Gold tip-toes up on inflation risks despite strength in yields

6 months ago 90

Spot gold was 0.2% higher at $1,799.78 per ounce by 1035 GMT, recovering slightly from Friday when it hit its lowest since Dec. 16. U.S. gold futures rose 0.1% to $1,798.70.

Topics
Gold  | Gold Prices

Reuters 

By Seher Dareen

(Reuters) - Gold prices ticked higher on Monday despite U.S. 10-year Treasury yields hitting a two-year high, as traders hedged their positions against inflation and ongoing geopolitical risks.

Spot gold was 0.2% higher at $1,799.78 per ounce by 1035 GMT, recovering slightly from Friday when it hit its lowest since Dec. 16. U.S. gold futures rose 0.1% to $1,798.70.

Gold is holding around the $1,800 area despite the rise in yields, showing that the market is looking at other factors such as the inflationary environment and geopolitical tensions, said Saxo Bank analyst Ole Hansen.

"The weakness in stocks has potentially also added some support to the precious metal market," Hansen said, adding that yields will nonetheless remain in focus this week, along with U.S. CPI inflation data.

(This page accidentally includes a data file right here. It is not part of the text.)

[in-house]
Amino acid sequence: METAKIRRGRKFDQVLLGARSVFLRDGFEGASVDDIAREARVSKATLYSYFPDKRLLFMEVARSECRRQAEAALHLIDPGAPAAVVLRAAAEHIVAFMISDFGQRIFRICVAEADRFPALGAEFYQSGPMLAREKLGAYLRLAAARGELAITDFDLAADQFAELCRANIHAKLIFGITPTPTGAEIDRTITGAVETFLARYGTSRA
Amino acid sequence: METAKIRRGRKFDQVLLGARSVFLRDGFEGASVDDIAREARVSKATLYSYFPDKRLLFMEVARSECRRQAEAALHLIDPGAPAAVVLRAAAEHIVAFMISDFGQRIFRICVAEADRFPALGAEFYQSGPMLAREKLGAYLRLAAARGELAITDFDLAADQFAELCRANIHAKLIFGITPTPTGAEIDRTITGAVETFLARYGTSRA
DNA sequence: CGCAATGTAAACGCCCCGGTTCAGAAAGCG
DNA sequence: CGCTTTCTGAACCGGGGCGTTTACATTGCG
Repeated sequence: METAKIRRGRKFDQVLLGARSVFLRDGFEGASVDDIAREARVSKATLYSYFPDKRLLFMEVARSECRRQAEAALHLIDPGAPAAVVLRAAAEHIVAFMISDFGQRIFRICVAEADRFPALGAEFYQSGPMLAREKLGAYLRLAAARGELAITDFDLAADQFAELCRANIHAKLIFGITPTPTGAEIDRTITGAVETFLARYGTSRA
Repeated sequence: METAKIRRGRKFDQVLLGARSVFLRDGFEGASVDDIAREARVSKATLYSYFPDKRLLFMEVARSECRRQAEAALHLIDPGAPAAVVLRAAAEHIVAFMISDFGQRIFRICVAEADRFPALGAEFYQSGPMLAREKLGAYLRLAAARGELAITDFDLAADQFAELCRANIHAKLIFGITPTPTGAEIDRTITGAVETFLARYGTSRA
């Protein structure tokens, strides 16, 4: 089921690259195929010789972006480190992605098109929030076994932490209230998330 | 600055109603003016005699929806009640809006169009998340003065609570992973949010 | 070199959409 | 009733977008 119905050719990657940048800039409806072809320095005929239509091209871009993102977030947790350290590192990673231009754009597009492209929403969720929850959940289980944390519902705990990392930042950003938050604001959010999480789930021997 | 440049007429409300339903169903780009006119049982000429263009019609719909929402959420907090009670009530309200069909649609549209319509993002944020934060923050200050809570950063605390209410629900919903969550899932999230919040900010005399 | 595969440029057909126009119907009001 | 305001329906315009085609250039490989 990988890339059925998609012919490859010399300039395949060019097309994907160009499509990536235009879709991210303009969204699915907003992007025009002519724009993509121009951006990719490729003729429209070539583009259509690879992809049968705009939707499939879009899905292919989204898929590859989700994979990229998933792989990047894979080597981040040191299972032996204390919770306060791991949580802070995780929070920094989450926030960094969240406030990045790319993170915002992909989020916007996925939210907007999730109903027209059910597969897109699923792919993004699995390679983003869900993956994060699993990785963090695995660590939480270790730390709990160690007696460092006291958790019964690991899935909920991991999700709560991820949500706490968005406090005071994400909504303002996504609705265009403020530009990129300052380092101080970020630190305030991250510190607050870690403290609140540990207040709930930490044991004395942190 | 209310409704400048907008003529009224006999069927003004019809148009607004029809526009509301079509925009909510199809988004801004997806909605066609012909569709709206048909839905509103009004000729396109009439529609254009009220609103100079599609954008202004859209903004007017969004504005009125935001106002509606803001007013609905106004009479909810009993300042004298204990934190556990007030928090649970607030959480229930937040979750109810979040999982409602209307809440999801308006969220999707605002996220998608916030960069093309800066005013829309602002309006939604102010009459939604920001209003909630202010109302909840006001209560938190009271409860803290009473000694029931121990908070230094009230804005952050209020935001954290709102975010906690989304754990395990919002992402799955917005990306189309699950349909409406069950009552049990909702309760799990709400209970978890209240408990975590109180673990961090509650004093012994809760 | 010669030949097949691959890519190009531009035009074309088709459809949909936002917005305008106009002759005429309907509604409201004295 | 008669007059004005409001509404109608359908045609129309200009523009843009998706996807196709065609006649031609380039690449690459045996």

The rise in yields weighed on stock markets on Monday as investors fretted about the prospect of higher U.S. interest rates.

U.S. core CPI is expected to have risen by an annual 5.4% in December, up from 4.9% in the prior month, which could stress the need for earlier-than-anticipated interest rate hikes by the Federal Reserve.

Gold is considered a hedge against higher inflation but the metal is highly sensitive to rising U.S. interest rates, which increase the opportunity cost of holding non-yielding bullion.

Spot silver rose 0.8% to $22.47 an ounce, platinum inched up 0.3% to $958.30, and palladium was up 0.6% to $1,944.65.

UBS expects platinum prices to rise to $1,150 per ounce by the end of 2022 and palladium prices to recover to $2,000 per ounce.

"We have a positive outlook for both platinum and palladium, as we anticipate a rebound in demand with the expected easing of auto supply chain constraints, including the chip shortage, during 2022."

(Reporting by Seher Dareen in Bengaluru; Editing by Kirsten Donovan)

(Only the headline and picture of this report may have been reworked by the Business Standard staff; the rest of the content is auto-generated from a syndicated feed.)

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